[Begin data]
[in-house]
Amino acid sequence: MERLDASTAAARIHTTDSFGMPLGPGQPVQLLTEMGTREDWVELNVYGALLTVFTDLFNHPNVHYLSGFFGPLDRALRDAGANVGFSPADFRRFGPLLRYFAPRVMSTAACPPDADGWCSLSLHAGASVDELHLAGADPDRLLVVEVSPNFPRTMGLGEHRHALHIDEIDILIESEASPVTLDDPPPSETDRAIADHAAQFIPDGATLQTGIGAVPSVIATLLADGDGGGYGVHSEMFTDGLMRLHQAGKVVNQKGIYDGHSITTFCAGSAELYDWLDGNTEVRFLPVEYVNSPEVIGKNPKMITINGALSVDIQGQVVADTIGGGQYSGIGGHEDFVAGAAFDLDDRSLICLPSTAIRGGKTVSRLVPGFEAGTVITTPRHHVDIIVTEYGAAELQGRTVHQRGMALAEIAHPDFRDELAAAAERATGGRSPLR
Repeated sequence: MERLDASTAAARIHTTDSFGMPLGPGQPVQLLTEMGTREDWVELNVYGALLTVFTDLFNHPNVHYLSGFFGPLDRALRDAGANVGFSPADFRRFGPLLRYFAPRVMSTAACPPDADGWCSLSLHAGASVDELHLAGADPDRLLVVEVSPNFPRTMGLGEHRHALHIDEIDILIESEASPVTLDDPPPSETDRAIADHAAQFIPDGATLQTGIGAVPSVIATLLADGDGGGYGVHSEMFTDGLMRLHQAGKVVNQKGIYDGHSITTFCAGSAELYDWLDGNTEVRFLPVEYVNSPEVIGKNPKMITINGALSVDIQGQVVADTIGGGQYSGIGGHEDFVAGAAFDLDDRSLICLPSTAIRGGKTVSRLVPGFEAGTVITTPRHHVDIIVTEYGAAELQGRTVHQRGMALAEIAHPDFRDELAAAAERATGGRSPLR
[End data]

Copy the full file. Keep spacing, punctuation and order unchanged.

[in-house]
Amino acid sequence: MERLDASTAAARIHTTDSFGMPLGPGQPVQLLTEMGTREDWVELNVYGALLTVFTDLFNHPNVHYLSGFFGPLDRALRDAGANVGFSPADFRRFGPLLRYFAPRVMSTAACPPDADGWCSLSLHAGASVDELHLAGADPDRLLVVEVSPNFPRTMGLGEHRHALHIDEIDILIESEASPVTLDDPPPSETDRAIADHAAQFIPDGATLQTGIGAVPSVIATLLADGDGGGYGVHSEMFTDGLMRLHQAGKVVNQKGIYDGHSITTFCAGSAELYDWLDGNTEVRFLPVEYVNSPEVIGKNPKMITINGALSVDIQGQVVADTIGGGQYSGIGGHEDFVAGAAFDLDDRSLICLPSTAIRGGKTVSRLVPGFEAGTVITTPRHHVDIIVTEYGAAELQGRTVHQRGMALAEIAHPDFRDELAAAAERATGGRSPLR
Repeated sequence: MERLDASTAAARIHTTDSFGMPLGPGQPVQLLTEMGTREDWVELNVYGALLTVFTDLFNHPNVHYLSGFFGPLDRALRDAGANVGFSPADFRRFGPLLRYFAPRVMSTAACPPDADGWCSLSLHAGASVDELHLAGADPDRLLVVEVSPNFPRTMGLGEHRHALHIDEIDILIESEASPVTLDDPPPSETDRAIADHAAQFIPDGATLQTGIGAVPSVIATLLADGDGGGYGVHSEMFTDGLMRLHQAGKVVNQKGIYDGHSITTFCAGSAELYDWLDGNTEVRFLPVEYVNSPEVIGKNPKMITINGALSVDIQGQVVADTIGGGQYSGIGGHEDFVAGAAFDLDDRSLICLPSTAIRGGKTVSRLVPGFEAGTVITTPRHHVDIIVTEYGAAELQGRTVHQRGMALAEIAHPDFRDELAAAAERATGGRSPLR